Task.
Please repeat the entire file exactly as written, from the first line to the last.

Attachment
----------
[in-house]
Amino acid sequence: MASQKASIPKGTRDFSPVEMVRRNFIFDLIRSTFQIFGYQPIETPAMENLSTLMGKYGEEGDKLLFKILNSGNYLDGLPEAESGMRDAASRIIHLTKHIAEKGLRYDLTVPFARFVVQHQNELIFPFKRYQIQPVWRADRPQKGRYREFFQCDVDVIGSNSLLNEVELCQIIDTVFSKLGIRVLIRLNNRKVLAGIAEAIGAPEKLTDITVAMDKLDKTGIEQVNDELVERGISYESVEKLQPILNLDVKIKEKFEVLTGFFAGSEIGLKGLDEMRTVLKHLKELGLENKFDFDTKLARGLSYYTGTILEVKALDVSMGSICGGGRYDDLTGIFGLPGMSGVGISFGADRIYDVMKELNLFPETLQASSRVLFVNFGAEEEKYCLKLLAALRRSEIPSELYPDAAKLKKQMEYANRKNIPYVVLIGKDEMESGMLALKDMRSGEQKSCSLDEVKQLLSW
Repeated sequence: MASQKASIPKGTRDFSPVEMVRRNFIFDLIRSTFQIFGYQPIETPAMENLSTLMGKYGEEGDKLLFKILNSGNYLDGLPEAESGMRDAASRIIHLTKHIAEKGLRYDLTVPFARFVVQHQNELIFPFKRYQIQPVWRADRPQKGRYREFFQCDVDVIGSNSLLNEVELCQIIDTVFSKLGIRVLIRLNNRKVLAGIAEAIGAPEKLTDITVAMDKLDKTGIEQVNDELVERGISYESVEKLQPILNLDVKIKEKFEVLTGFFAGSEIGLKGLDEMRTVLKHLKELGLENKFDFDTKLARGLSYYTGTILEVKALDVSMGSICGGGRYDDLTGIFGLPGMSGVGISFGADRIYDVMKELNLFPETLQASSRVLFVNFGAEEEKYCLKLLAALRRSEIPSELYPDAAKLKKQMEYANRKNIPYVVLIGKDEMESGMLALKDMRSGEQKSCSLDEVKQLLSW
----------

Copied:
[in-house]
Amino acid sequence: MASQKASIPKGTRDFSPVEMVRRNFIFDLIRSTFQIFGYQPIETPAMENLSTLMGKYGEEGDKLLFKILNSGNYLDGLPEAESGMRDAASRIIHLTKHIAEKGLRYDLTVPFARFVVQHQNELIFPFKRYQIQPVWRADRPQKGRYREFFQCDVDVIGSNSLLNEVELCQIIDTVFSKLGIRVLIRLNNRKVLAGIAEAIGAPEKLTDITVAMDKLDKTGIEQVNDELVERGISYESVEKLQPILNLDVKIKEKFEVLTGFFAGSEIGLKGLDEMRTVLKHLKELGLENKFDFDTKLARGLSYYTGTILEVKALDVSMGSICGGGRYDDLTGIFGLPGMSGVGISFGADRIYDVMKELNLFPETLQASSRVLFVNFGAEEEKYCLKLLAALRRSEIPSELYPDAAKLKKQMEYANRKNIPYVVLIGKDEMESGMLALKDMRSGEQKSCSLDEVKQLLSW
Repeated sequence: MASQKASIPKGTRDFSPVEMVRRNFIFDLIRSTFQIFGYQPIETPAMENLSTLMGKYGEEGDKLLFKILNSGNYLDGLPEAESGMRDAASRIIHLTKHIAEKGLRYDLTVPFARFVVQHQNELIFPFKRYQIQPVWRADRPQKGRYREFFQCDVDVIGSNSLLNEVELCQIIDTVFSKLGIRVLIRLNNRKVLAGIAEAIGAPEKLTDITVAMDKLDKTGIEQVNDELVERGISYESVEKLQPILNLDVKIKEKFEVLTGFFAGSEIGLKGLDEMRTVLKHLKELGLENKFDFDTKLARGLSYYTGTILEVKALDVSMGSICGGGRYDDLTGIFGLPGMSGVGISFGADRIYDVMKELNLFPETLQASSRVLFVNFGAEEEKYCLKLLAALRRSEIPSELYPDAAKLKKQMEYANRKNIPYVVLIGKDEMESGMLALKDMRSGEQKSCSLDEVKQLLSW